Since Greg Payne hasn’t answered my email, I simply don’t know. And while there are plenty of stories out there about the impact of this restriction on many other cities, I found nothing in my googling, including searches of local media and blogs, about the FTA rules and their impact on ABQ RIDE or Albuquerque.

I’d guess the reason for curtailed weekday service is simply a matter of resources. Offering weekend service makes sense because ABQ RIDE’s schedules and routes are reduced – buses and drivers are available. I’ve yet to see a 300 or 400 running on the weekend since the 900s were added to the fleet.

With less than two weeks before the start of the Balloon Fiesta, the ABQ RIDE website Transit Events reports “There are currently no upcoming events.” The city website does have a direct link to the Park And Ride site of the Balloon Fiesta website. If this is not a private operation, it is a remarkably well-camouflaged public undertaking.

The Rock Star Shuttle still has a quick link on the ABQ RIDE page. However, that link now takes you to a page that requires a log-in and password – with no indication how to get one if you don’t have one! Is this somehow related to the FTA rule? I haven’t a clue.

Finally, although there is nothing on the ABQ RIDE site about the annual Luminaria Tour, the city website does state “ABQ Ride offers luminaria bus tours on December 24th.” However, the announcement includes a link to purchase tickets for 2008 . . .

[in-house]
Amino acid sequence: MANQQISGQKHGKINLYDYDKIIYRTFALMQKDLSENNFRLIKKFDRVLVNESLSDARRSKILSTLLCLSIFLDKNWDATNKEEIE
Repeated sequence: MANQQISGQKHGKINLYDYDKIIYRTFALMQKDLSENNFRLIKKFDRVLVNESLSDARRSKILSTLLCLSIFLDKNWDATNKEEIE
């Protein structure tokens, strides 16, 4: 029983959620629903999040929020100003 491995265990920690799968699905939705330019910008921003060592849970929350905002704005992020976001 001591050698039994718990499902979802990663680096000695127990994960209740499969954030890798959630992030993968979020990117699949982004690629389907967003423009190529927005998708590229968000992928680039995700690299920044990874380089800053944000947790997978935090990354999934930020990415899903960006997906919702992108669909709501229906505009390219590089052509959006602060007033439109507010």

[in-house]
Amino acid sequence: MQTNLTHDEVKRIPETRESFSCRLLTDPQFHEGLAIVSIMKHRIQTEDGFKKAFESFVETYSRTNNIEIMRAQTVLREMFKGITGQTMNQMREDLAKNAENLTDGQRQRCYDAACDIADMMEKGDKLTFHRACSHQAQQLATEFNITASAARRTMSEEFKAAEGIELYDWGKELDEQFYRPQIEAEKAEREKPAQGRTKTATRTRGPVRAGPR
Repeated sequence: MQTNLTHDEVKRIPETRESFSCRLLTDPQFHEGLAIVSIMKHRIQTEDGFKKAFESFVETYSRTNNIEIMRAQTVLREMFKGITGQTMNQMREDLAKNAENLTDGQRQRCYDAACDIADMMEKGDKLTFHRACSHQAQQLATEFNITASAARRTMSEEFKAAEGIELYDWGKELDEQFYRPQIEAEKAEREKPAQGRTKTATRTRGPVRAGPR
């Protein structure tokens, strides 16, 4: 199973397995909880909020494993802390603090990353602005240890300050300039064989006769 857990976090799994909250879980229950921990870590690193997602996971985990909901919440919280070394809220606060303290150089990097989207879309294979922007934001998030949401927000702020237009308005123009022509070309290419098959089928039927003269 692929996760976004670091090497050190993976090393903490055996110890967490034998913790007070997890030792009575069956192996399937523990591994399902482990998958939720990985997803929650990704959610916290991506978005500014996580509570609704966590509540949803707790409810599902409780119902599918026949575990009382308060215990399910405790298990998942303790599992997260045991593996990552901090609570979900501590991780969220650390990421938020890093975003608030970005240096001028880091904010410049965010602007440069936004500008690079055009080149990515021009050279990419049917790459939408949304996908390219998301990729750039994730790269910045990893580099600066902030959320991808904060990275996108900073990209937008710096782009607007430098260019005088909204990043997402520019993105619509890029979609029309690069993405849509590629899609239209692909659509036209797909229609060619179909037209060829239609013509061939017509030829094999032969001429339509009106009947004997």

So do I think Albuquerque’s public option has been silently eased out? Not really. Not yet, anyway. I think all these little signs are nothing more than how we normally do things here in the Land of Enchantment.

But I am staying tuned.

Sunday, September 20, 2009

BUS STORY # 151 (Ancient Honorable Barter System)

I’m moving down the aisle and spot an almost empty seat. The guy sitting by the window has two plastic grocery bags on the aisle seat. I pause and look at the seat. He quickly grabs the bags and pulls them onto his lap. He smiles up at me.

“Thanks,” I say, and sit down.

It doesn’t always work out this way. Across the aisle, our co-rider has his backpack in the window seat while he sits in the aisle seat with his head buried in a book. He knows exactly what he is doing.

“It’s crowded today, no?” asks my seatmate.

“That time of day,” I reply.

He wants to talk. He tells me he’s a great-grandfather. I tell him he doesn’t look like one. And he doesn’t. He looks to be about 10 years younger than me. I may look like the grandfather I am, but a great-grandfather? No way, I reassure myself.

He goes on to tell me his story. It’s a familiar variation on a theme. He was born and raised here, but split for southern California when he turned 18. Worked two jobs out there, got married, had a daughter, then came back home. His facial expression tells me coming home was a bad career move.

Later, he was in a car wreck and injured his left arm. Now, he tells me, it’s developed into a degenerative nerve disease. He just got qualified for SSI, and he’s relieved. “I’m tired of being broke,” he says.

He opens one of the grocery bags and invites me to look inside. I see two jars of Folger’s instant coffee.